Why is it that the same kids who love to read and follow procedural texts struggle with questions about procedural text on standardized tests?
As it happens, readers read differently depending on their purpose. A study of skilled readers found that reading directions with a goal of performance leads to better outcomes than reading directions with a goal of answering questions (Geiger and Millis, 2004).
Let me say that again--readers show better comprehension when they read directions with the goal of actually doing them, not just answering questions about them. Well, of course they do! Reading with the goal of just answering questions isn't kid's idea of a good time.
Sadly, of course, their reading comprehension (and our skill as teachers) is measured by students' ability to answer questions. Here are some things that we can do to beat the odds and help readers succeed with both answering questions and performing tasks.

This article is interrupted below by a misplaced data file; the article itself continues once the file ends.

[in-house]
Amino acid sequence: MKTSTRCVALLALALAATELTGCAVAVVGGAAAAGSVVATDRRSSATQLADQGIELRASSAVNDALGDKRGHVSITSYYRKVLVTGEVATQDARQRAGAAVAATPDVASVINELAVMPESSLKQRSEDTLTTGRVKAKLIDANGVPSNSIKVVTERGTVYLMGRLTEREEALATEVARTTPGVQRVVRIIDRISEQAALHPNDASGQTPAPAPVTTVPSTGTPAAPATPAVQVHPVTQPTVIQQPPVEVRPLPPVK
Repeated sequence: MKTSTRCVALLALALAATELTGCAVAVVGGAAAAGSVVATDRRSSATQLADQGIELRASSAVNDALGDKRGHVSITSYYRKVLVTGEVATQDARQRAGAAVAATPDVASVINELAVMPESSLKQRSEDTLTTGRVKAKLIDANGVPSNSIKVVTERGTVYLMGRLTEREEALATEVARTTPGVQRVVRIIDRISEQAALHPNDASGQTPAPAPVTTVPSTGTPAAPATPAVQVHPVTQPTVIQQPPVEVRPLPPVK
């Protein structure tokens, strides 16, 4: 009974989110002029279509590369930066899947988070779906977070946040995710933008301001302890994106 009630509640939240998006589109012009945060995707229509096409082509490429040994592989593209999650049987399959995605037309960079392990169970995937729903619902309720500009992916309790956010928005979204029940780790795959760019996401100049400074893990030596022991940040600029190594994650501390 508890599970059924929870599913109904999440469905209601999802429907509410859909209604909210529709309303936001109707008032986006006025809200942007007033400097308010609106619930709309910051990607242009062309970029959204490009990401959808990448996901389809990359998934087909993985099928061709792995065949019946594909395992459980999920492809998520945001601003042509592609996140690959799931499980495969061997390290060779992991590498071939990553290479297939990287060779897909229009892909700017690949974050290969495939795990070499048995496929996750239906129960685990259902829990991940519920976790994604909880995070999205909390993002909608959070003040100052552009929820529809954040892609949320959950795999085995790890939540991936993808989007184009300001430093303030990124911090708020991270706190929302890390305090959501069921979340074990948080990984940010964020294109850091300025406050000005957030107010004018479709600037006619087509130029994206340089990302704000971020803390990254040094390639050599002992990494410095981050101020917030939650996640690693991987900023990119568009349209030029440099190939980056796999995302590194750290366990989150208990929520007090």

Helping students to read procedural texts goes beyond just assembling items in the classroom. Because our students will need to be able to answer questions about procedural texts, we have to help readers to go more deeply into the texts to answer questions.
Geiger, John, and Millis, Keith. 2004. “Assessing the Impact of Reading Goals and Text Structures on Comprehension.” Reading Psychology 25 93-110.
*Okay, the study gets even more interesting. When readers had to read to perform tasks, they actually showed the best comprehension with the narrative style directions--totally the opposite of the way that most directions are written! This sounds weird, but actually makes sense when you consider research that texts with low cohesion and out-of-order ideas actually seem to improve learning for skilled readers.
You can find the fairy bread text here.